people of East Timor and you are failing Indonesia," UN ambassador
Martin Andjaba told Gen Wiranto last Friday. "Perhaps it is
a question of lack of political will on your side."
much Gen Wiranto is the victor, therefore, is open to question.
He had long been considered the prime candidate for the vice-presidency
under either Mr Habibie or Megawati Sukarnoputri, both weak
figures who need the military votes in the assembly to get
elected, but now he will be a liability to any new government.
home, he will be held responsible for failure to restore order
in East Timor, while the outside world directly blames him
for organising the massacres. Any government with Gen Wiranto
in it cannot claim to have a clean slate, which may affect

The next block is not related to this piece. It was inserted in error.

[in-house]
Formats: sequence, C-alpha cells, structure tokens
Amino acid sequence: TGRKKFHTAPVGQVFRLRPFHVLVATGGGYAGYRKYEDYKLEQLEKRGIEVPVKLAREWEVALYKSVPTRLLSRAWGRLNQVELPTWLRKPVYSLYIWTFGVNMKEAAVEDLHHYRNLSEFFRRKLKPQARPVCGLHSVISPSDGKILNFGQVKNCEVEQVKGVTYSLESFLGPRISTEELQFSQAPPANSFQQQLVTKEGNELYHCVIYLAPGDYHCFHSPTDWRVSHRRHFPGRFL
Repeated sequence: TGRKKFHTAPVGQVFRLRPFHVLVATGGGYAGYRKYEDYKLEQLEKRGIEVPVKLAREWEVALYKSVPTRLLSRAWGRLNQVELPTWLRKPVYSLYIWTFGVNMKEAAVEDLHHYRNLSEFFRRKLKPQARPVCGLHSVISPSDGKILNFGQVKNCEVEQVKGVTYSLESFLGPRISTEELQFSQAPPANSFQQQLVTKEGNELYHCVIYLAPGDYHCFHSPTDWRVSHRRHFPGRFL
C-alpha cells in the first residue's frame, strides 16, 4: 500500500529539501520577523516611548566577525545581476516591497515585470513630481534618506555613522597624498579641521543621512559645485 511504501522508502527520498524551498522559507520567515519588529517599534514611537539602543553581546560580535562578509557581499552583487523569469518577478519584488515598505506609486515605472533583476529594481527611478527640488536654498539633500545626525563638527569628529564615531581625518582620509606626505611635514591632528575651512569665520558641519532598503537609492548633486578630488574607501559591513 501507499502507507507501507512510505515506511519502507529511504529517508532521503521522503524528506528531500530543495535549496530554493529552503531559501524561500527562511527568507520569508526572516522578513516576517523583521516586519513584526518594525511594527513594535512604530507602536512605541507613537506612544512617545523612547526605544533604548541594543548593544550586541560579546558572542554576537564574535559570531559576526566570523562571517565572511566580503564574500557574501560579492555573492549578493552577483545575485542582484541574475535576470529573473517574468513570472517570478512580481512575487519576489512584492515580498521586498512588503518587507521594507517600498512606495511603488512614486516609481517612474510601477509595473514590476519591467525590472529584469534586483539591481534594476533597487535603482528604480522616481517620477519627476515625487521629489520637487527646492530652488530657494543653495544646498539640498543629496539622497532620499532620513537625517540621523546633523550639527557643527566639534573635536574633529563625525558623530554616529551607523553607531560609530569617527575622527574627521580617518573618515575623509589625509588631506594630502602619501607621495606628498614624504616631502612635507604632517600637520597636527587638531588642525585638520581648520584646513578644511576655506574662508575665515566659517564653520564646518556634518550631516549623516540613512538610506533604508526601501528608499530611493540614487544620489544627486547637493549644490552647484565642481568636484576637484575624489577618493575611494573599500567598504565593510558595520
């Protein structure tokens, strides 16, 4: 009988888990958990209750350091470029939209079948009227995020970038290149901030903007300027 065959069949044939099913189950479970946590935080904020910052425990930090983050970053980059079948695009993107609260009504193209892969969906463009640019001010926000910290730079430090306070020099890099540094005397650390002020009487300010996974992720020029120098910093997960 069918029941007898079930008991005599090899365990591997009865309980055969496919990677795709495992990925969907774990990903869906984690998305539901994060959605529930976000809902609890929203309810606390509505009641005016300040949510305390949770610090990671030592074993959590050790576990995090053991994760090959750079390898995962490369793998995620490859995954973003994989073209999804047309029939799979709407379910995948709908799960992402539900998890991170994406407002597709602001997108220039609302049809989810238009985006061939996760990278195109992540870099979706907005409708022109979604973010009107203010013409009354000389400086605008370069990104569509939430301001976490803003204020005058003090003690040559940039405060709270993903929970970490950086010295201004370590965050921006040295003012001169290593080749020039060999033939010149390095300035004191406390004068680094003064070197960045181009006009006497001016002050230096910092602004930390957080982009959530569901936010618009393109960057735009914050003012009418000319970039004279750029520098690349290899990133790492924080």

restoration of aid to Indonesia. This would be the first challenge
for a new government, due to take office at the end of the
year, probably under Ms Megawati.
than losing his personal war in the end, Gen Wiranto is certainly
losing a war for his country. The East Timor crisis, coming
on the back of an embarrassing banking scandal, has already
helped undo much of this year's recovery of the rupiah and
share prices, masked only partly by central bank interventions.
US and Britain have hit his military by cutting off training
and arms sales. The Paris Club of creditor nations has taken
the lead in adopting sanctions that hurt the whole nation,
by delaying any discussion on Indonesian debt rescheduling
until next year.
International Monetary Fund and the World Bank had already
been expected to delay new aid tranches on economic grounds,